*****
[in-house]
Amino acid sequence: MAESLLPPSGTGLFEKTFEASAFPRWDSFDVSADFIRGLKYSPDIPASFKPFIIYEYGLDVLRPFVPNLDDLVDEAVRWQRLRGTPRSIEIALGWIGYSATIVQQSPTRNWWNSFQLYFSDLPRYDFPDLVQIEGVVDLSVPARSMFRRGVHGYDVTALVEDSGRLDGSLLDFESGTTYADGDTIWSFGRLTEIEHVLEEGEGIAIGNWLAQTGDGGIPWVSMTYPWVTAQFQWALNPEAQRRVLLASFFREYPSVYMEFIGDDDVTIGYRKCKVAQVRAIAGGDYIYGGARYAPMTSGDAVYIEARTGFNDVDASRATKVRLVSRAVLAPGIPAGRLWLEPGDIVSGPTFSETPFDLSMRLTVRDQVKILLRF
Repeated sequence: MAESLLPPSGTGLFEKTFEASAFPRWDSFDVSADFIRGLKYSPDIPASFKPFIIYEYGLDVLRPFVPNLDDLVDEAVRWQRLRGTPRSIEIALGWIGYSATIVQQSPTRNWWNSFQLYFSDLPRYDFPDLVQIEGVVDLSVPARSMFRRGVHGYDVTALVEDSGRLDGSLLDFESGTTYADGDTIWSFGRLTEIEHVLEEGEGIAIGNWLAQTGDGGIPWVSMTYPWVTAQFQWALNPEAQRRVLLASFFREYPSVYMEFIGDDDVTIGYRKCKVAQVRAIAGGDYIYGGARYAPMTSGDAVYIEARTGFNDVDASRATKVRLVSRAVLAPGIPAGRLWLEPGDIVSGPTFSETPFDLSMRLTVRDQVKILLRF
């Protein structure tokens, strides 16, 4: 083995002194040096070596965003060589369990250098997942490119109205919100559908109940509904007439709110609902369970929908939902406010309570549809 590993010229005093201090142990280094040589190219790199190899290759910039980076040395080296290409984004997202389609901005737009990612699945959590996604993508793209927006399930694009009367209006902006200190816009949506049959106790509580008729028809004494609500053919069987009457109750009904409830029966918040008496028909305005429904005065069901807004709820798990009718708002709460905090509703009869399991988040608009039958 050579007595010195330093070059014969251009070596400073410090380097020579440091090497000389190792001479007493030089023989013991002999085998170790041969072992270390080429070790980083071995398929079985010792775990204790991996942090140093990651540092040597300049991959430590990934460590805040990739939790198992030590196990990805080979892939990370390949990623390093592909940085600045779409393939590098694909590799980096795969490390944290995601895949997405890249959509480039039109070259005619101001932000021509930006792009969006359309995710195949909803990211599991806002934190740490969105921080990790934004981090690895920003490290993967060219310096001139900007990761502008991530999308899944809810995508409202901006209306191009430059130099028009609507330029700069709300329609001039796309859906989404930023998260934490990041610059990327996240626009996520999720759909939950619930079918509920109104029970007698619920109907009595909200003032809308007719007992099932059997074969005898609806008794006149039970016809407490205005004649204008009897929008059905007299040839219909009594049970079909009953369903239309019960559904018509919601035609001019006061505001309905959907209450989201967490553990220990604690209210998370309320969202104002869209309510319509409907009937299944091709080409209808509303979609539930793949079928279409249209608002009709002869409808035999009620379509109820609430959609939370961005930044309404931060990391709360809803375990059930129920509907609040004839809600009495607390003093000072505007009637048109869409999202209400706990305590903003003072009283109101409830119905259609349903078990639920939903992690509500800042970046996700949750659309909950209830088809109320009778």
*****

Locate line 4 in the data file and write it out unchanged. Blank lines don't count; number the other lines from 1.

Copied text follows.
């Protein structure tokens, strides 16, 4: 083995002194040096070596965003060589369990250098997942490119109205919100559908109940509904007439709110609902369970929908939902406010309570549809 590993010229005093201090142990280094040589190219790199190899290759910039980076040395080296290409984004997202389609901005737009990612699945959590996604993508793209927006399930694009009367209006902006200190816009949506049959106790509580008729028809004494609500053919069987009457109750009904409830029966918040008496028909305005429904005065069901807004709820798990009718708002709460905090509703009869399991988040608009039958 050579007595010195330093070059014969251009070596400073410090380097020579440091090497000389190792001479007493030089023989013991002999085998170790041969072992270390080429070790980083071995398929079985010792775990204790991996942090140093990651540092040597300049991959430590990934460590805040990739939790198992030590196990990805080979892939990370390949990623390093592909940085600045779409393939590098694909590799980096795969490390944290995601895949997405890249959509480039039109070259005619101001932000021509930006792009969006359309995710195949909803990211599991806002934190740490969105921080990790934004981090690895920003490290993967060219310096001139900007990761502008991530999308899944809810995508409202901006209306191009430059130099028009609507330029700069709300329609001039796309859906989404930023998260934490990041610059990327996240626009996520999720759909939950619930079918509920109104029970007698619920109907009595909200003032809308007719007992099932059997074969005898609806008794006149039970016809407490205005004649204008009897929008059905007299040839219909009594049970079909009953369903239309019960559904018509919601035609001019006061505001309905959907209450989201967490553990220990604690209210998370309320969202104002869209309510319509409907009937299944091709080409209808509303979609539930793949079928279409249209608002009709002869409808035999009620379509109820609430959609939370961005930044309404931060990391709360809803375990059930129920509907609040004839809600009495607390003093000072505007009637048109869409999202209400706990305590903003003072009283109101409830119905259609349903078990639920939903992690509500800042970046996700949750659309909950209830088809109320009778």